Summary of why to choose Cafelat Robot from two-years owner

Recommendations for buyers and upgraders from the site's members.
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#1: Post by mdmvrockford »

To moderators, please feel free to move to "Levers" forum but IMHO it should be in "Buying Advice" forum.

I am making this post in hopes of helping others who may be choosing an espresso brewer. Nothing in this post is new. Since "Cafelat Robot User Experience" thread is at 4784 posts (as of 2000 C.S.T. May 21, 2023) Cafelat Robot User Experience I thought this one-stop post may be helpful useful summary/reference. To be clear, Cafelat Robot will NOT be best espresso brewer for everyone.

Positives of Cafelat Robot (in no particular order):
* It is a manual lever espresso brewer.
Advantages of manual espresso lever include (but not limited to) pressure profiles by design. Home-barista gets to control all aspects of the extraction.
Robot can brew espresso as long as have source of off-boiling water. And it is relatively portable (e.g. I use it as espresso brewer for car trips). Others have made portable case for air travel.

* It can easily brew all types of espresso: lungo, normale, ristretto
Brewing ratios for espresso beverages
Prior to my Cafelat Robot my manual lever espresso for six years was Orphan Espresso Cremina. I struggled to brew lungos for light roasted beans e.g. brew ratio 30% with volume ~ 3 fluid ounces. I gifted this Cremina to my son for his university graduation gift. If I get responsible funds and permission for the counter space, I would gladly have a Streitman CT2 besides my Robot Barista. Streitman vs. Cremina decision is not germane to this post.

* It is constructed to last generations with minimum number of user replaceable wear items.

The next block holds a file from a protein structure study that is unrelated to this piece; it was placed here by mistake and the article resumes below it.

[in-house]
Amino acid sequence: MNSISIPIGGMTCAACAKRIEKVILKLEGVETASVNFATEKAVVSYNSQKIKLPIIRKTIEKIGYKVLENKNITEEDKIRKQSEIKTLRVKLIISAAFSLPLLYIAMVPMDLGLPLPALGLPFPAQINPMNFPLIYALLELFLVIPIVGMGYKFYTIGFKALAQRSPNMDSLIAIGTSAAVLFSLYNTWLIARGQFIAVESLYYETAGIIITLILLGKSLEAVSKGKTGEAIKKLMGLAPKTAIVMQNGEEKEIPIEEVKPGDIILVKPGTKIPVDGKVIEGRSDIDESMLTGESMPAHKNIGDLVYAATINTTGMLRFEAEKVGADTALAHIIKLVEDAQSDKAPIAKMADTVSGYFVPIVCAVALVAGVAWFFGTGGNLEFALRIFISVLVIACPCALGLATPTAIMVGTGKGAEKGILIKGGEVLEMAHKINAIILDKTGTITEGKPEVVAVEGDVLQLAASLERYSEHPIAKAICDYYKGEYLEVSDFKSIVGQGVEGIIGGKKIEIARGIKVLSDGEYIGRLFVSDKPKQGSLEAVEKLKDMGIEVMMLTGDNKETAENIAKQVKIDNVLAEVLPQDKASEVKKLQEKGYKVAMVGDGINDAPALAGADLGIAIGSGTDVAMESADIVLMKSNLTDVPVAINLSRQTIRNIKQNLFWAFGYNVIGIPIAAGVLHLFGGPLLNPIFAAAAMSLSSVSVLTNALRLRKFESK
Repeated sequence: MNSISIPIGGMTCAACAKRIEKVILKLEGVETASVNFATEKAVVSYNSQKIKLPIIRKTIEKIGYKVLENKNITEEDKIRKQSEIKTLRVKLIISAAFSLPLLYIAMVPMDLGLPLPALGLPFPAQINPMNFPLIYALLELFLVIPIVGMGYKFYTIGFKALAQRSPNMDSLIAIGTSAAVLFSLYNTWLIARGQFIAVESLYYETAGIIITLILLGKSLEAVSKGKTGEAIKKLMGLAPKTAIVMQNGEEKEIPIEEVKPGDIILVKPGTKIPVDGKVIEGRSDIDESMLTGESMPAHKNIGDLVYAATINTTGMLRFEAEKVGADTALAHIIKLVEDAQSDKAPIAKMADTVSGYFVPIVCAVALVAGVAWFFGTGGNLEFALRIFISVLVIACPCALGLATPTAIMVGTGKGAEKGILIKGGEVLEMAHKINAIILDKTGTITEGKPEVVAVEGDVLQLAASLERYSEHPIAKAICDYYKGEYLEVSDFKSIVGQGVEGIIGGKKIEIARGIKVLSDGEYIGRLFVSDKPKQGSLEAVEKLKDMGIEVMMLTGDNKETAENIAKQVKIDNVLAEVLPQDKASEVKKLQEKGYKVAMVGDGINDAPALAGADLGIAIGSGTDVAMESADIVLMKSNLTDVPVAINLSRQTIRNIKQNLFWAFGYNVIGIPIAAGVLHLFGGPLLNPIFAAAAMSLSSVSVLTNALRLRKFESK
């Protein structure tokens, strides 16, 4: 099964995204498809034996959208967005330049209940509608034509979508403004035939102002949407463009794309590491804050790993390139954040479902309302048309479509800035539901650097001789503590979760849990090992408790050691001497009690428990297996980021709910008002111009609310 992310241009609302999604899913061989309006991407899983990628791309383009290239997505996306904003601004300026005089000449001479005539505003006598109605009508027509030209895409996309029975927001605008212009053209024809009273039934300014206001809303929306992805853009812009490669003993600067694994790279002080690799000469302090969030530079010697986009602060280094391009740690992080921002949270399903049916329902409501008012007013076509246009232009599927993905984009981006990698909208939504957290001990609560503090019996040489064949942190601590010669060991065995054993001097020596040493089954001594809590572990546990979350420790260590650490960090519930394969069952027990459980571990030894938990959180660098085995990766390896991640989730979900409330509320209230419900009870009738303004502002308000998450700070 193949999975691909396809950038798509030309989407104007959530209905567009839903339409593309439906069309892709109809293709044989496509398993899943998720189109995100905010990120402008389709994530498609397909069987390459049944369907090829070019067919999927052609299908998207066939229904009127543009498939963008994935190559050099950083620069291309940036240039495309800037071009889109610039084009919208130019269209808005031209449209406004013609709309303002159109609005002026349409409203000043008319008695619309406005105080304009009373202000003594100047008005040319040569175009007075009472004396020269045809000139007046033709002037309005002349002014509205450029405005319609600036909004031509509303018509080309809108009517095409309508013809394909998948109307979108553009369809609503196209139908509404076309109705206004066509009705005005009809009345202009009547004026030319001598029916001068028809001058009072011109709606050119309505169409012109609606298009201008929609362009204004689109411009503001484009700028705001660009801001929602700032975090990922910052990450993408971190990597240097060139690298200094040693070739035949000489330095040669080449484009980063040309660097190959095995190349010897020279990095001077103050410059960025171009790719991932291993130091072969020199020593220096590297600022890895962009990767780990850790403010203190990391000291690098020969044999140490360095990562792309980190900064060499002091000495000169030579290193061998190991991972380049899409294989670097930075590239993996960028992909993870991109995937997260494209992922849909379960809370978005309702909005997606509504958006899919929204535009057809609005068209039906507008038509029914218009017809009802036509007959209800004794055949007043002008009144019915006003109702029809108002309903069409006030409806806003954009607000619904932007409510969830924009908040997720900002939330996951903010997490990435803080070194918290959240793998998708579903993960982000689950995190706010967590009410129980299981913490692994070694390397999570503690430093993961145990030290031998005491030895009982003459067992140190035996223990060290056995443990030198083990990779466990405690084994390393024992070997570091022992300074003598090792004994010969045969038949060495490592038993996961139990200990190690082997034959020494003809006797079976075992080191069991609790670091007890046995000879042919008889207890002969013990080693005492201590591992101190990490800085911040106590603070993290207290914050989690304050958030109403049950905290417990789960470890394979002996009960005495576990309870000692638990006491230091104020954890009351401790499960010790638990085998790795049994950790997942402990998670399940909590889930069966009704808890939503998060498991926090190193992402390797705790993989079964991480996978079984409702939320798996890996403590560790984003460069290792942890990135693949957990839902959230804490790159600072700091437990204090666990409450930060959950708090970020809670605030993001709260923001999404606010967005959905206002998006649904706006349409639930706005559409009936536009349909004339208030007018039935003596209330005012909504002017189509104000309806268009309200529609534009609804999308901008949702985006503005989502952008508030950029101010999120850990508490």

The two replacement parts are the silicone piston seal and the silicone handle pin for portafilter/brew chamber screen (both available for purchase in USA from Orphan Espresso and Prima Coffee; no longer just exclusive to Cafelat Hong Kong and Cafelat UK). Cafelat Robot piston seal life

* Its designer and maker Paul Pratt's statement on Robot website is not flippant IMO: Do not be fooled by the toy-like cutesy Robot looks, the Robot means business and is capable of pulling espresso shots like a professional machine costing 50x more. At meetups, I have compared my Robot Barista to Decent, Bianca and Profitec 700 using same grinder (Helor 106). To my novice palate, in-the-cup there is no significant difference.
But experienced members will know this is not unique to Cafelat Robot. Among manual espresso brewers under $600 USD, Espresso Forge and Flair 58 will equal the Robot in-the-cup.

* It has a factory (OEM) pressure gauge.
This is handy as it gives an objective (and thus repeatable) measure of pressure which I find helpful for new beans. Once I dial in a bean then I rarely look at the pressure gauge. For viewing the needle of OEM pressure gauge here is handy (and cheap) mod Cafelat Robot User Experience
For those who don't like this appearance and prefer permanent option for better pressure gauge ease of view: ... ked-gauge/